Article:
Julia Stephenson: The Green Goddess

My plan is to green up my life - going from a light shade to deep olive

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The problems presented by global warming and the destruction of the natural world seem so enormous it's easy to want to hide beneath the duvet and try to forget about it. But, in the spirit that it is better to light a candle than curse the darkness, I'm going to do my bit.

The problems presented by global warming and the destruction of the natural world seem so enormous it's easy to want to hide beneath the duvet and try to forget about it. But, in the spirit that it is better to light a candle than curse the darkness, I'm going to do my bit.

During the next few months, I plan to green up my life. I currently stand at light green and still have some way to go before reaching eco-nirvana. I talk the talk, but I don't really walk the walk. Yes, I buy organic food from the farmers' market, which, I admit, is as much about catering to my middle-class, faux-rural Marie Antoinette fantasy as it is saving the planet. Indeed, my local farmers' market in Chelsea is full of Goldman Sachs wives wafting about before whizzing off to yoga at the Harbour Club.

But I do subscribe to The Ecologist magazine, I eat organic food, have drastically cut down on my personal rubbish mountain by refusing packaging, recycling and keeping a worm compost bin on my roof terrace, plus I am the Green Party candidate for Kensington and Chelsea. Actually, this is beginning to sound quite good.

But I conceal heaps of guilty green secrets in the depths of my reusable string bag, wardrobe and make-up drawer (I was given a jar of La Prairie "cell extracts" face cream - yes it is divine, but whose cells are they?), plus I keep forgetting to turn off my appliances at the mains, I drive a car and I fly in aeroplanes.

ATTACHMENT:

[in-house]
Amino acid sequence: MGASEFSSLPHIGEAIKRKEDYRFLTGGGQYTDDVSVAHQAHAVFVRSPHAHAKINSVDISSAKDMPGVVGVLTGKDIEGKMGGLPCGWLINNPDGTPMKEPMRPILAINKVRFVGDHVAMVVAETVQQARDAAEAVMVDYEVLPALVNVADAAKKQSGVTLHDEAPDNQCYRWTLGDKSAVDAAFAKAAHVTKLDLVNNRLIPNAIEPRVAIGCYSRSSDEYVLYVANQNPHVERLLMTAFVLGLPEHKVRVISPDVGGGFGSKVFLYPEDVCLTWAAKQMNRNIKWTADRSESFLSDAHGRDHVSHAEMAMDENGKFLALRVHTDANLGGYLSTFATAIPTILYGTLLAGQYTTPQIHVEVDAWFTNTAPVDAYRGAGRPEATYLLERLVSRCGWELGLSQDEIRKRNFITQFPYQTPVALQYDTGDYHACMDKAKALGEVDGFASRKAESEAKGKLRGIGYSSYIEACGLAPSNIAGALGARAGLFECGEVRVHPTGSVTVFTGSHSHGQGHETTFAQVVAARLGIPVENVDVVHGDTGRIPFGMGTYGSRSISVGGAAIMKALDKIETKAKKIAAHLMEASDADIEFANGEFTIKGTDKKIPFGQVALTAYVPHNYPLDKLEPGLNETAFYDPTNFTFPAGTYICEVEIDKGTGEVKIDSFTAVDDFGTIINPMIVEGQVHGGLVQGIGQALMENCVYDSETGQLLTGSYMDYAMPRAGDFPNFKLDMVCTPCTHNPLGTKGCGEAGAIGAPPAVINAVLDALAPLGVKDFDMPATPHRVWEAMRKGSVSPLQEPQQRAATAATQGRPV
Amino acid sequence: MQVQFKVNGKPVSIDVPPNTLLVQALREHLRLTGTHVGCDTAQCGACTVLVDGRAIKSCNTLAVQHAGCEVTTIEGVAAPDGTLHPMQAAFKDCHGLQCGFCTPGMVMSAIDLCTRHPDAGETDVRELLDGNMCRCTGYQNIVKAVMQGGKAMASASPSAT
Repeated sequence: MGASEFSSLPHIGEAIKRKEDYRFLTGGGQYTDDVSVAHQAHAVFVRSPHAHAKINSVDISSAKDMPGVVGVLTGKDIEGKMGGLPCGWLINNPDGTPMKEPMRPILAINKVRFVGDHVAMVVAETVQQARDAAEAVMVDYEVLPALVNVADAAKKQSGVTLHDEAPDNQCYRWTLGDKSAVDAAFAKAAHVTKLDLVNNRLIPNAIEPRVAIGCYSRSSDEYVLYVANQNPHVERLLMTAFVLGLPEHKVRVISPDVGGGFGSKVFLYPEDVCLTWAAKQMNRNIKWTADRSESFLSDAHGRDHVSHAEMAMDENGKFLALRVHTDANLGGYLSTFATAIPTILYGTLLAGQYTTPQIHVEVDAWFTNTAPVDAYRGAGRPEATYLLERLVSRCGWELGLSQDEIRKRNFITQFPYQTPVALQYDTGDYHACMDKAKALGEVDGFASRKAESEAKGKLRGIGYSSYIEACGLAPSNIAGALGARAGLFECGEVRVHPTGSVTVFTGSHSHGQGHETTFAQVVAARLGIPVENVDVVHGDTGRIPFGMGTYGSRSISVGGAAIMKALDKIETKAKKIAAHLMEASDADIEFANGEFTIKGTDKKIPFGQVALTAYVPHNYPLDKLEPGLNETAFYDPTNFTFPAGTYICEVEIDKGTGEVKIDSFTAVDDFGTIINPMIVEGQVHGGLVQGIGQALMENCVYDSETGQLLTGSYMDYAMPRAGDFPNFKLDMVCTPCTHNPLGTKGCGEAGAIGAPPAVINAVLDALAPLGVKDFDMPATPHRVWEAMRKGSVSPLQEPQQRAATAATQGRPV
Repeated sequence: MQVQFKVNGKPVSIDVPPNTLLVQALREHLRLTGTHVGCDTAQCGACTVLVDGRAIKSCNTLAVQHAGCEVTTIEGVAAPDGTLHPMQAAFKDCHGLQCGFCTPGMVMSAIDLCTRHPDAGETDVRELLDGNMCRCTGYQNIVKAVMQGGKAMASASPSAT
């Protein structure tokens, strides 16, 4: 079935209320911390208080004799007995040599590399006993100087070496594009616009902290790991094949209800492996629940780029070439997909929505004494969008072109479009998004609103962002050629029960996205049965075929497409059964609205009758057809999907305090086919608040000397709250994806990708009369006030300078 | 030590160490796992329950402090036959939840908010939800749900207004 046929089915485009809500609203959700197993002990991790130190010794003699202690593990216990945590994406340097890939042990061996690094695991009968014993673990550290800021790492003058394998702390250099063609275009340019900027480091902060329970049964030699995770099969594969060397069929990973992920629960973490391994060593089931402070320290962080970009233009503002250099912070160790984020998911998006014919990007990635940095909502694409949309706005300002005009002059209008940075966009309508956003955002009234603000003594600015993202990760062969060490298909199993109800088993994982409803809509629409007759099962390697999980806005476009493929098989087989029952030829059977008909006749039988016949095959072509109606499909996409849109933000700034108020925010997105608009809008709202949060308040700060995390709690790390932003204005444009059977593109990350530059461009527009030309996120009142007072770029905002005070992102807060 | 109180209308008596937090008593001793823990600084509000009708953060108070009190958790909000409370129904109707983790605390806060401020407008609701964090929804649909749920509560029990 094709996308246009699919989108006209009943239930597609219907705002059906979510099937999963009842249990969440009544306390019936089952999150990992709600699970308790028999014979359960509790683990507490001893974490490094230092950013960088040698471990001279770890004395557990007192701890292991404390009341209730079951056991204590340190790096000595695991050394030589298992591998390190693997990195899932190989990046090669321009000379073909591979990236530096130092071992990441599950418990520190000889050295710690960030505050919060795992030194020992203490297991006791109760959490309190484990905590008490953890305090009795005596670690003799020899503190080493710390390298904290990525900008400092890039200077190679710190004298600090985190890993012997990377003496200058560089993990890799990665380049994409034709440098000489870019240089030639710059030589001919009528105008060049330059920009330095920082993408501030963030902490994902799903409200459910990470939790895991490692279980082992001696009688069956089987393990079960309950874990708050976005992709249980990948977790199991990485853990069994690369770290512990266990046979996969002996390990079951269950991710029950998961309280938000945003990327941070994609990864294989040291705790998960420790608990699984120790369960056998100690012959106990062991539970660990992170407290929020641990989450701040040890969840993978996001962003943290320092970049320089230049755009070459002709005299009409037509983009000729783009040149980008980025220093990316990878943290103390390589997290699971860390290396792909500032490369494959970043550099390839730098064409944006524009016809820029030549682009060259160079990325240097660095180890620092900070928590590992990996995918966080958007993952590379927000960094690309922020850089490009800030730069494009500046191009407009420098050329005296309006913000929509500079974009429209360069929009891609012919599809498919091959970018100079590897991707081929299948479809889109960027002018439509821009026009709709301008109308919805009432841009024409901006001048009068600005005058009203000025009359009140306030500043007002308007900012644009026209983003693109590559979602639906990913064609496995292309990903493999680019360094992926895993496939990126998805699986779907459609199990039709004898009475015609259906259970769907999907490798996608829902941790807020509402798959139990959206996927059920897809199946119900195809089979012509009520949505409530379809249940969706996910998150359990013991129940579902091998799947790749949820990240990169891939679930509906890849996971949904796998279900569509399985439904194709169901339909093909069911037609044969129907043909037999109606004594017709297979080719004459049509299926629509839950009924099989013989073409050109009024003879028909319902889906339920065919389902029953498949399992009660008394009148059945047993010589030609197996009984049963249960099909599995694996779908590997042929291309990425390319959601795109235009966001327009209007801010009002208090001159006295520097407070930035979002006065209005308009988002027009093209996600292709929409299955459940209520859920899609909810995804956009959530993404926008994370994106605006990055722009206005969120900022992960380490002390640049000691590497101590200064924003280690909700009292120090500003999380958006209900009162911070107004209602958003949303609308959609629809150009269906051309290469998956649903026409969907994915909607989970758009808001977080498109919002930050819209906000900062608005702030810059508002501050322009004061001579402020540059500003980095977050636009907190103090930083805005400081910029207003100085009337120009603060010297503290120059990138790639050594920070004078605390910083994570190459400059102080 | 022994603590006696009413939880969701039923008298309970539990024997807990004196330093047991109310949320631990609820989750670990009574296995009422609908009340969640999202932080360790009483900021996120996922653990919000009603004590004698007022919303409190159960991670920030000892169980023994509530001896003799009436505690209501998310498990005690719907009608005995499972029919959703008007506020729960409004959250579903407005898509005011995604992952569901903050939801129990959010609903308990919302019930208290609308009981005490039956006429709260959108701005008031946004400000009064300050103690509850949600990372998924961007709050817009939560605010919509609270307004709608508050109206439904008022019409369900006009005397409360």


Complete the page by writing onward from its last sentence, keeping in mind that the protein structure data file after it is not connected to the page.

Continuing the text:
There are two types of green. Vanity "lite" greens buy organic food because it is better for their health. They are a slave to their Dr Hauschka rose face cream (made from biodynamically farmed roses which can only be picked when the farm workers are feeling happy), and they take ridiculous eco-holidays in obscure parts of the world that can only be reached by 16 hours in a gas-guzzling aeroplane.

Dark greens are motivated by a far more laudable concern for the planet, and I want to be like them. My plan is to switch from light green to deep olive.

But it's easier said than done. Eco-housing developments like the innovative BedZed in Croydon have blazed the way, but it is difficult for an ordinary householder to know where to start.

Fortunately, I have Donnachadh McCarthy's Saving the Planet Without Costing the Earth, which is packed full of gossipy, easy-to-implement eco-tips. I visited McCarthy at his cottage in Camberwell for some eco-inspiration. It is fascinating. A large tank on the roof collects rainwater, which is used for flushing the lavatory, bathing and watering the garden, and his high-tech solar system enables him to be self-sufficient in energy. His household bills are minimal and in summer he makes money from selling extra electricity to the National Grid. He recycles so effectively he has no dustbin.

McCarthy is keen to pass on his expertise and offers an eco-auditing service. He is coming round next week to do a 'green audit' on my flat and I can't wait to get started. The Good Life in Chelsea, here we come.

j.stephenson@independent.co.uk

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